It is that time of year again, where we send the old year packing, and usher the New Year into it’s seat. Having always been interested in the psychology of goals, naturally I have an intense curiosity about who makes goals, how do they make them, and what do they set their goals for.
Recently I stumbled upon a piece of research that was particularly eye opening from University of Scranton. Journal of Clinical Psychology, republished in Statistic Brain. Below you will see some of the more interesting findings when it comes to New Years Resolutions.
|News Years Resolution Statistics||Data|
|Percent of Americans who usually make New Year’s Resolutions||45%|
|Percent of Americans who infrequently make New Year’s Resolutions||17%|
|Percent of Americans who absolutlely never make New Year’s Resolutions||38%|
|Percent of people who are successful in achieving their resolution||8%|
|Percent who have infrequent success||49%|
|Percent who never succeed and fail on their resolution each year||24%|
|People who explicitly make resolutions are 10 times more likely to attain their goals than people who don’t explicitly make resolutions|
Maybe contrary to what we believe is that the majority of people do not make or infrequently make a resolution. According to this study around 55%. Now what may not be so surprising is that 92% are NOT successful in achieving their resolution! This begs the question if it is that high of a failure rate…why bother?
We may find the answer when we look at the top 10 things people make a resolution about.
|Rank||Top 10 New Years resolutions for 2014|
|Spend Less, Save More|
|Enjoy Life to the Fullest|
|Staying Fit and Healthy|
|Learn Something Exciting|
|Help Others in Their Dreams|
|Fall in Love|
|Spend More Time with Family|
When you look at this list what is the first thing you notice? Perhaps it is that most of these resolutions are difficult to measure. For instance, how will you accurately measure if you are accurately “helping others with their dreams”? How about “Enjoying life to the fullest”?
Business Resolutions that Get Results
One of the issues we already see is that quite often we set nebulous goals. That is they are so general in nature we have no way of measuring them. One thing is certain if you have a goal and it can be measured you will have a much higher probability of achieving the goal.
2. Break the Goal Down into Smaller Behaviors
I cannot emphasize this enough. One of the most powerful things I have ever witnessed in my life is years ago watching Dan O’Brien training at Washington State University for the Olympic Decathlon and how every day he trained he had a goal for improvement that would eventually lead to the greater goal he needed to accomplish for success in the Olympics.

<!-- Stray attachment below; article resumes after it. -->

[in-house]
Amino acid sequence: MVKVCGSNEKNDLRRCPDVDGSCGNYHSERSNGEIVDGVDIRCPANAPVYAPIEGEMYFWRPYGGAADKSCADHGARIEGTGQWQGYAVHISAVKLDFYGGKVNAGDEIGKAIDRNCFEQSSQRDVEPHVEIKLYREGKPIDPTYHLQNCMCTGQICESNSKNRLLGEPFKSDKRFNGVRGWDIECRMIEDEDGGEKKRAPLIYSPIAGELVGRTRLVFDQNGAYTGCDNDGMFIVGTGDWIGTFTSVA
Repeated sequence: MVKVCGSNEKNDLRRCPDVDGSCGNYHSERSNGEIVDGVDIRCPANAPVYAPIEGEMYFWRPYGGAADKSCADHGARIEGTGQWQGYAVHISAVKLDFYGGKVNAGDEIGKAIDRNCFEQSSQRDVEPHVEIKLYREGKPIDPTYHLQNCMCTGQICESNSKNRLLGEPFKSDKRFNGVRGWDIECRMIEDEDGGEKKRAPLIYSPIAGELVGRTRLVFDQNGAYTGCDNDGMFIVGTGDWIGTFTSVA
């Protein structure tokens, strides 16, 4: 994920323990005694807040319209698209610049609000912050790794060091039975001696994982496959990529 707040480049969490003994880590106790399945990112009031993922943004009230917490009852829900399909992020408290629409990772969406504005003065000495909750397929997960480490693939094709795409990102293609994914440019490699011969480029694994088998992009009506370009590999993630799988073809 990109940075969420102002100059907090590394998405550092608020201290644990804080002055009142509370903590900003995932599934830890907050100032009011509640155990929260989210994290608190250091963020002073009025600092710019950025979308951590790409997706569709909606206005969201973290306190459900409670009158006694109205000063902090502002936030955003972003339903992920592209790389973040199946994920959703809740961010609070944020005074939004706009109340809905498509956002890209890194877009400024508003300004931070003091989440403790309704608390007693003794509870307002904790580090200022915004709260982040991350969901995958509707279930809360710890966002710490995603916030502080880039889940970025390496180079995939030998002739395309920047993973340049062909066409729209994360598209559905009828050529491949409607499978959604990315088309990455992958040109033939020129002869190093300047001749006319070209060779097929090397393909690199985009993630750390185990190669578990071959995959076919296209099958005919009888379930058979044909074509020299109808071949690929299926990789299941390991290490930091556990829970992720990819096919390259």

Your business needs to look at this the same way. If for example you want to make 120 more sales, you would have to average 12 more sales a month. Which means you would have to average 4 extra sales per week. This means you have to make an extra sale every other day.
Now comes the part most businesses ignore. What are the behaviors you have to do to make that extra sale every other day? Is it making 10 more phone calls per week? Making 20 more contacts to past clients for referrals? Adding a person who is on call 24 hours a day to increase the speed of response to an internet or social media inquiry?
The fact is your goals or resolutions will not change on their own, because you wish or hope it will. Things change because something in your behavior changes. When you identify specifically what small behaviors you must do on a daily basis it makes it easier to achieve them, and will enable to have a higher probability of reaching your goal or resolution. must be consistent.
It’s not just identifying these small behaviors that will enable to achieve your goals or the measurement of them. We need consequences to keep them consistent. You may not like consequences, but like it or not reinforcement and punishment work. The simplest way to attach consequences to your resolutions or goals is to have accountability. If you simply have someone or a few people who you trust that will truly hold you accountable then provide them with your goals and the daily and weekly behaviors that you will perform to achieve them.
What will you find? Chances are the simple pat on the back can be positively reinforcing, but perhaps more powerful is the negative reinforcement. That is you will more than likely not want to tell someone you failed, so to avoid the shame and turn off the feelings of failure you will be more likely to perform those desired behaviors at a higher rate of success.
If you will do these three things throughout the course of the year for 52 weeks, you will find that you will have a greater likelihood of following through your goals and increasing your chances of meeting them.
I can promise you this for sure if you will do them, you will come closer to achieving the results you were looking for than 92% of the people who simply fail.
Stay Successful My Friends!
Jay Izso, Internet Doctor®